#FridayGuest: Catherine Wyatt-Morley & Jalyon Welsh-Cole, authors of I Am The Product of Rape

Catherine Wyatt-Morley is the founder, chief executive officer and heartbeat of Women On Maintaining Education and Nutrition, a 501(c)(3) nonprofit social service organization for the at-risk and HIV-positive community. In 1994, Wyatt-Morley founded Women On Reasons To Heal (W.O.R.T.H.), the first and what has become the oldest HIV-positive women’s support group in Middle Tennessee. 

Wyatt-Morley has appeared in countless media outlets nationwide, including SELF Magazine, the Today Show, A&U Magazine, POZ Magazine, CNN, Voices of America, MSNBC, Talk America Radio, FX Radio, SiriusXM Satellite Radio, the Palm Beach Post, the Indianapolis Indiana Recorder, the Los Angeles Times, the Canadian Sun, Nashville Scene, and the Tennessean. 

Jalyon Welsh-Cole has been director of Women On Maintaining Education and Nutrition, a 501(c) (3) nonprofit social service organization, since 2010. Welsh-Cole began writing when she was very young, starting with short stories and poems. As a teen, she was inspired to draw, finding comfort and creativity in her art. She joined forces with Wyatt-Morley to share her story in I AM THE PRODUCT OF RAPE – A MEMOIR. Together, they also have created #HealingSecretHurts workshops, which bring the spectrum of traumatizing sexual assault into the light.




The phrase “secrets and lies” takes on terrible new meaning in Catherine Wyatt-Morley’s devastating book, I AM THE PRODUCT OF RAPE – A MEMOIR.

Wyatt-Morley’s shocking story traces the repeated patterns of rape and incest that plagued four generations of her family, including Wyatt-Morley’s birth in a filthy basement to her 12-year-old mother, who was sexually abused by her step-father.

“…In the process of writing this book, an extremely difficult journey that has taken years, I was taken to unfamiliar destinations and exposed to unfathomable pain,” Wyatt-Morley relates. “Part of that pain was learning that I was created through the atrocities of incest by a brutally manipulative monster and, while only moments old, (I was) denied by a heartless grandmother who never bothered to look at me.”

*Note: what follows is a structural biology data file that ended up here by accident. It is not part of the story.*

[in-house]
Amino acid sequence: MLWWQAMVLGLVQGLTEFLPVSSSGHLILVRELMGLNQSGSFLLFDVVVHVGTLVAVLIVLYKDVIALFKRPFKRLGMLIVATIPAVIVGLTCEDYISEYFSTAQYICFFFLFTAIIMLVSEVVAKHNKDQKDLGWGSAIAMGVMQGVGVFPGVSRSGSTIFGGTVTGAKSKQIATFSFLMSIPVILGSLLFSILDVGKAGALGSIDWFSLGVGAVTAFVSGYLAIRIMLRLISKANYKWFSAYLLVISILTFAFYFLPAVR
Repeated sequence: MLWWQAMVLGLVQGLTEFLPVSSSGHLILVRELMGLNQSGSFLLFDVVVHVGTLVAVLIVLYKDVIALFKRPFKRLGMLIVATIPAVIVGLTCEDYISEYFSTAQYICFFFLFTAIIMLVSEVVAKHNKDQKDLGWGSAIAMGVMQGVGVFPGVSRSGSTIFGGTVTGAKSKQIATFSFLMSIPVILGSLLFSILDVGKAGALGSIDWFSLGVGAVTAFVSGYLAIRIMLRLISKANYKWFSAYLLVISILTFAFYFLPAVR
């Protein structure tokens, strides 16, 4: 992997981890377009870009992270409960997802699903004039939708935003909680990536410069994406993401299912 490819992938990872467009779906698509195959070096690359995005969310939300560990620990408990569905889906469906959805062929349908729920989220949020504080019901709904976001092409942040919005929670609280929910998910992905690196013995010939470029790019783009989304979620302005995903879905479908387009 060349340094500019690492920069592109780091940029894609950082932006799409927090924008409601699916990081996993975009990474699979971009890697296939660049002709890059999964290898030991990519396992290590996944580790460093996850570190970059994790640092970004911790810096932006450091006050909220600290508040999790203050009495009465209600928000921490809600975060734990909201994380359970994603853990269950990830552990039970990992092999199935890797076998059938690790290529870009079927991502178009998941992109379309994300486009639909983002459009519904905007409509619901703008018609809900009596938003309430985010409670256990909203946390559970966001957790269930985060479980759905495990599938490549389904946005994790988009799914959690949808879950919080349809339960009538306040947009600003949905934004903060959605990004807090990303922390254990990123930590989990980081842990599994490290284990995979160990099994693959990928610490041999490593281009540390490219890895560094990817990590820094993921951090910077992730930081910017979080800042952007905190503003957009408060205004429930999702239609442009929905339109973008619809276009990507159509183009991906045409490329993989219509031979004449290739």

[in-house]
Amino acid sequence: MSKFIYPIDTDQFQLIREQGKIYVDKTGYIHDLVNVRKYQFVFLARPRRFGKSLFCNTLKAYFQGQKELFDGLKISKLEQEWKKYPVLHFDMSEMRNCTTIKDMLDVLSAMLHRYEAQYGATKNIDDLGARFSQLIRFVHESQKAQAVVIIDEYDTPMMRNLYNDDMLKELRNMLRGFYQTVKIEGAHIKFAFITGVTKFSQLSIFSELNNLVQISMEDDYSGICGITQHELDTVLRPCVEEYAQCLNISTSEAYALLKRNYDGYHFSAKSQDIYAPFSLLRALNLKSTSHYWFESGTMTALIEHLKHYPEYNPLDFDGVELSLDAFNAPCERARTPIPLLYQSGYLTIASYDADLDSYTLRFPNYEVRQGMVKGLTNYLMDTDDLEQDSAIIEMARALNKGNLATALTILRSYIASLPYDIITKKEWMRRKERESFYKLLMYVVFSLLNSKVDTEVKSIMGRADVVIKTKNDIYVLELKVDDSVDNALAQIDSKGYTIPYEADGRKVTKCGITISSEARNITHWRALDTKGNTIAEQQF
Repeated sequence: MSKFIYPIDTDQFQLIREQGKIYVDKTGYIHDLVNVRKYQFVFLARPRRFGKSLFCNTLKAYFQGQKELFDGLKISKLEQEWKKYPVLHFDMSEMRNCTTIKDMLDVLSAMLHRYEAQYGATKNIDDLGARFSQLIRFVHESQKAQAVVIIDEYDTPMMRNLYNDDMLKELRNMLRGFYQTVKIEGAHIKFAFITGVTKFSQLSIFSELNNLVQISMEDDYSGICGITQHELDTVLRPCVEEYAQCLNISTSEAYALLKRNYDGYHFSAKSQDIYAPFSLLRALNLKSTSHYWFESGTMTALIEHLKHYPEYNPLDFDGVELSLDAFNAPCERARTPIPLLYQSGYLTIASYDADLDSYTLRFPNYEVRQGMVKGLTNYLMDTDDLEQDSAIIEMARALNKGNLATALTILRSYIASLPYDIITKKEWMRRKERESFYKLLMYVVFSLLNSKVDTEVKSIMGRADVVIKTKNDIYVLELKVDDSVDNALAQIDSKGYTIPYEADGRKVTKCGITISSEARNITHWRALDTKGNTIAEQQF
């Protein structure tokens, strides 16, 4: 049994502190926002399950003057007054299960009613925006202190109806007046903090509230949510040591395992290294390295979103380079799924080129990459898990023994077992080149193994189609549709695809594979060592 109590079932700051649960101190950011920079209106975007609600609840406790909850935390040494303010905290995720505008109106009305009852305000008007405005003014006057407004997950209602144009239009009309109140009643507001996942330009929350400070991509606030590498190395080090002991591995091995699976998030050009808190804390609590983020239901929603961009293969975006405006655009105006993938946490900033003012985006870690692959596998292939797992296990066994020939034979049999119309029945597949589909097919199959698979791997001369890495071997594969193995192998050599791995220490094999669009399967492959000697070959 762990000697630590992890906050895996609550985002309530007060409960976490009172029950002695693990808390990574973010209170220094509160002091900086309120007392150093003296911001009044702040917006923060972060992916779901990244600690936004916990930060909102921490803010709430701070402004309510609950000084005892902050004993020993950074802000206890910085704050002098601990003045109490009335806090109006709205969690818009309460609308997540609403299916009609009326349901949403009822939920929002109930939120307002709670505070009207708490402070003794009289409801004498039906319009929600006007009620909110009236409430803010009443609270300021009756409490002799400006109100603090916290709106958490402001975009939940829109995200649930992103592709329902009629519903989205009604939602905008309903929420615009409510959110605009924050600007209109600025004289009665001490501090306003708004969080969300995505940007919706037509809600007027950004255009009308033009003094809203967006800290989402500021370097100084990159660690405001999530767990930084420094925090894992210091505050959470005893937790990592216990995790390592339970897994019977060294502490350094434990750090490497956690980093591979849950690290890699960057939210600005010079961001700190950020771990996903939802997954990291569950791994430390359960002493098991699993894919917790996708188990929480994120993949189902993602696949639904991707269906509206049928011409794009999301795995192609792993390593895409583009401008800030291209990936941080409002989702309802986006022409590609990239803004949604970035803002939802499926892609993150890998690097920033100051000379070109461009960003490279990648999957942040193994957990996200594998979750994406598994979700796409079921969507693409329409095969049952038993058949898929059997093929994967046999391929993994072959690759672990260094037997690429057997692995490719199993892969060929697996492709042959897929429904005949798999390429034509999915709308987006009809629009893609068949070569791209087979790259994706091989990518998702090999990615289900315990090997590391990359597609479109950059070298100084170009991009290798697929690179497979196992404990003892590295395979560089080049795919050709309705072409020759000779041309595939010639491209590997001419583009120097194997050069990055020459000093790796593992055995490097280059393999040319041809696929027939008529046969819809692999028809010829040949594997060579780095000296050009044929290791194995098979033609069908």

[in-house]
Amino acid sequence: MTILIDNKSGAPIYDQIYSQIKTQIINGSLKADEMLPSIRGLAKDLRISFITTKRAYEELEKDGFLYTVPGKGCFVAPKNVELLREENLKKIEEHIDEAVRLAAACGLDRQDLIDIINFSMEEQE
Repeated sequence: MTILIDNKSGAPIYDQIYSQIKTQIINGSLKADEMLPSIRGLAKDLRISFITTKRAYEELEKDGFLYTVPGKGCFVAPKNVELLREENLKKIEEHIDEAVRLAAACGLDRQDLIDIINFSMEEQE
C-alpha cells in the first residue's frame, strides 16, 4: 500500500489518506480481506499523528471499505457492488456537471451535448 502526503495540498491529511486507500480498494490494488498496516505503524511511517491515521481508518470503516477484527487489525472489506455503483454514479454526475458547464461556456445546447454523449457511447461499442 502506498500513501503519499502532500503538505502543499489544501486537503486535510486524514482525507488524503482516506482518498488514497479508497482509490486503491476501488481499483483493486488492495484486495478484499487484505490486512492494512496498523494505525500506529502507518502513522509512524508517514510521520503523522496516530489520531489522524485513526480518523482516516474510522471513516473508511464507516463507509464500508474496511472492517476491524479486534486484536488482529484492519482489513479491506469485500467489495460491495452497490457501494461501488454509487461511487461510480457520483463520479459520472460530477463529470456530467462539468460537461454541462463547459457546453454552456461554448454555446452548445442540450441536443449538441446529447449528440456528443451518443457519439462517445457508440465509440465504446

Wyatt-Morley wrote I AM THE PRODUCT OF RAPE – A MEMOIR, she says, “as my way of dealing with my personal healing. But through conversations with many diverse women, I quickly began seeing I was not alone. So many had never told anyone of the abuse that has happened to them; yet they have a need to heal, to not feel isolated.”

Wyatt-Morley’s daughter, Jalyon Welsh-Cole, also suffered the terrible legacy of her family when she was abused by her eldest brother. She wrote the epilogue to I AM THE PRODUCT OF RAPE – A MEMOIR, an essay she called BURNING HOUSE, in response to the continued pattern of abuse that formed her familial legacy.

“Most of my family members who have learned of this are dealing with it as well as one can,” Welsh-Cole says. “However, others are still in disbelief and struggle to understand. For over two decades I kept this heinous secret to myself. I have had time to bury it, cry over it, and finally seek therapy and come to grips with it.

Welsh-Cole’s mother’s story “made me feel as if our bloodline was full of secrets and lies that I wanted to expose,” she continues. “I knew after learning of my grandmother’s story that I wasn’t alone. Today, I cannot allow this to continue to happen in our family.”

As dark and unrelenting as it is, the story told in I AM THE PRODUCT OF RAPE – A MEMOIR leads to a conclusion of overcoming tremendous odds, leaving readers riveted, inspired, and empowered.



What’s inside the mind of a nonfiction author?

Nonfiction authors’ minds are not any different from any others but, we do have a tenacious desire to impart wisdom and lived experience shining a floodlight on the truth we all know exists but are sometimes too fearful to talk about.


What is so great about being an author?
I have a passion for educating and empowering others. I have a personal need to tell my story. I am grateful of having my name on the jacket of I Am the Product of Rape—A Memoir, and for the privilege of having my words available to an audience of readers around the world. Lastly, I am humbled to be ability to use our movement in bridging the gaps of sexual assault disparities.

When do you hate it?

I have not yet experienced a reason to hate being an author.

What is a regular writing day like for you?